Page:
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Rationally Speaking is a blog maintained by Prof. Massimo Pigliucci, a philosopher at the City University of New York. The blog reflects the Enlightenment figure Marquis de Condorcet's idea of what a public intellectual (yes, we know, that's such a bad word) ought to be: someone who devotes himself to "the tracking down of prejudices in the hiding places where priests, the schools, the government, and all long-established institutions had gathered and protected them." You're welcome. Please notice that the contents of this blog can be reprinted under the standard Creative Commons license.

Thursday, July 21, 2011

Economics should not be divorced from morality

by Michael De Dora
Last week, our friend Massimo Pigliucci published an essay here in which he argued for an idea I have long thought to be true: that economic considerations cannot be divorced from moral ones. Here is the appropriate passage from Massimo’s article:
“I simply do not buy the fundamentalist (yes, I’m using the term on purpose) libertarian idea that economics is all there is or that should count in pretty much all human transactions and social problems. The hallmark of a just society is precisely that it does consider issues of intrinsic rights — not just to life and property, as the libertarians would have it — but also to health, education, housing and jobs. The whole point of living in a structured society, as opposed to Hobbes’ war of all against all, is so that our lives are not going to be ‘solitary, poor, nasty, brutish and short.’ Which means that what [Larry] Summers dismisses as ‘social concerns’ really ought to be central to the way we structure our societies. Economic systems ought to be the servants of human flourishing, not its masters.”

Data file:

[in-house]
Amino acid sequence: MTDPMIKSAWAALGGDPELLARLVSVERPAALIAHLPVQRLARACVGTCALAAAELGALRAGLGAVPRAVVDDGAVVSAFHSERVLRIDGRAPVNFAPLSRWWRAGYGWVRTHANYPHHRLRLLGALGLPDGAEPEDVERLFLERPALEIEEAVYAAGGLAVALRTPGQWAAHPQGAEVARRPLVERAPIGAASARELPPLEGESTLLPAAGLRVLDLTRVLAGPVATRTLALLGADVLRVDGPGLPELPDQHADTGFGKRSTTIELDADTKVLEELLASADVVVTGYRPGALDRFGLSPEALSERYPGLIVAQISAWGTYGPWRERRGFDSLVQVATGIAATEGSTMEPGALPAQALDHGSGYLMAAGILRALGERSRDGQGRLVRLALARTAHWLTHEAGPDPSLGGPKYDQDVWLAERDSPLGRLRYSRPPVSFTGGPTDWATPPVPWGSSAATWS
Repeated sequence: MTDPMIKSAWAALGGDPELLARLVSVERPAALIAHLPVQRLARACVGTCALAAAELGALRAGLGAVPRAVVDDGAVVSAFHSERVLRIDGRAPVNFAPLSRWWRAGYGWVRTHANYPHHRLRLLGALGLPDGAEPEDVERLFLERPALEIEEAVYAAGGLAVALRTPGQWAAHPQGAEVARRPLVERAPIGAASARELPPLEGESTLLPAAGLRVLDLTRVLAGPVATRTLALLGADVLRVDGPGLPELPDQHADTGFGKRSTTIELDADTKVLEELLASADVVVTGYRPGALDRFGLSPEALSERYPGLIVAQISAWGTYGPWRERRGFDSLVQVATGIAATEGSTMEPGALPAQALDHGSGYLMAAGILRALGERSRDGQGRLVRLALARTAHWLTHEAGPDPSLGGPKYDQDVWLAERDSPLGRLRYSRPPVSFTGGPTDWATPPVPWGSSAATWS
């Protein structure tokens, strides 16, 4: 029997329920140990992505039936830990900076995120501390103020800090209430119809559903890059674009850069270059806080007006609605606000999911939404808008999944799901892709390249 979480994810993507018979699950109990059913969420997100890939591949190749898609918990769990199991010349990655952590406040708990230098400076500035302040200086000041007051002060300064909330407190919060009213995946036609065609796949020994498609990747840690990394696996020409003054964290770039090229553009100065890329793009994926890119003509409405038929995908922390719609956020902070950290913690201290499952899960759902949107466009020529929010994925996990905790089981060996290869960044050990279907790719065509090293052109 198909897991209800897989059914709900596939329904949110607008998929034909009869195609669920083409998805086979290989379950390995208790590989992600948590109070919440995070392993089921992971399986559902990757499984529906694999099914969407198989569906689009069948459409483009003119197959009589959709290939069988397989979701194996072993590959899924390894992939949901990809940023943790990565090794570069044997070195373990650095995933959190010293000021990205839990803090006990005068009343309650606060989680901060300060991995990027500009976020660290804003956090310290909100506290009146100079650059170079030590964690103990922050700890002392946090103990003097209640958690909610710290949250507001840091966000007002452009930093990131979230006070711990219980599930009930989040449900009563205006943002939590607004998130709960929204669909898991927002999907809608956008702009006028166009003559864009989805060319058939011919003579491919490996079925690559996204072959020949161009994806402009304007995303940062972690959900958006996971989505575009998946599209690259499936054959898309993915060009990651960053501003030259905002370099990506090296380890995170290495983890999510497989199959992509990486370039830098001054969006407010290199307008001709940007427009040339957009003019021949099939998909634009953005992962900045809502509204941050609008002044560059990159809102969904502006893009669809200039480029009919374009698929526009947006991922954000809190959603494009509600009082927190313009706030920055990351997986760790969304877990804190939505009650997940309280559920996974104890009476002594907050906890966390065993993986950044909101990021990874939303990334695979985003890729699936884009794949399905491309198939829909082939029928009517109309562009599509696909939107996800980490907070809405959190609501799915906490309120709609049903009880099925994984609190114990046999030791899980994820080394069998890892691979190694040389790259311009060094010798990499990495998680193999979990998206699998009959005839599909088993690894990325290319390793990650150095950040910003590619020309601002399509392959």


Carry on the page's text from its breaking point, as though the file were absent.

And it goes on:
As it turns out, I have been thinking about the relationship between morality and economics for a couple of months now. However, my thoughts have remained scattered in a Word document sitting in a folder on my laptop with several other essay ideas that are incomplete. Unfortunately, I have been suffering from an extended case of writer’s block coupled with real-world demands (you know, my full-time work advocating for reason and science at the Center for Inquiry). So, I should thank Massimo for piquing my interest in writing again.
The idea I would like to propose in this brief essay is this: economics cannot be divorced from morality because one’s values determine which economic structure he or she prefers. There are no such things as purely economic ends divorced from all other ends because economic decisions are made based on moral values. They also have a moral impact on other people.
At this point, I should define my terms. Morality is the sphere of one’s foundational beliefs and attitudes about right and wrong. Economics is the matter of how to set up and manage the financial situation of a given society or community. I think it is clear that morality, by its very definition, will play a major role in shaping the economic structure of a given society. Morality simply shapes how we approach most things in life, including economics. I also submit that economics is inextricably tied to the welfare of the citizens for which it functions.
But people in several political camps, namely libertarianism and neoliberalism, disagree that economics is so closely linked with morality. They believe economics is a discussion about business and bottom-lines, not ethics. This divide is also present in political news coverage. Take this quote from Mark Caleb Smith, director of the Center for Political Studies at Cedarville University: “Economic issues always dwarf social issues. … [The 2012 election] is shaping up to be an economically driven election with a possibility of foreign affairs entering the discussion as well.” This is precisely how most news outlets and polling organizations frame pre-election public sentiments. How many times have you heard that “people are voting on the economy, not social issues, this election cycle"?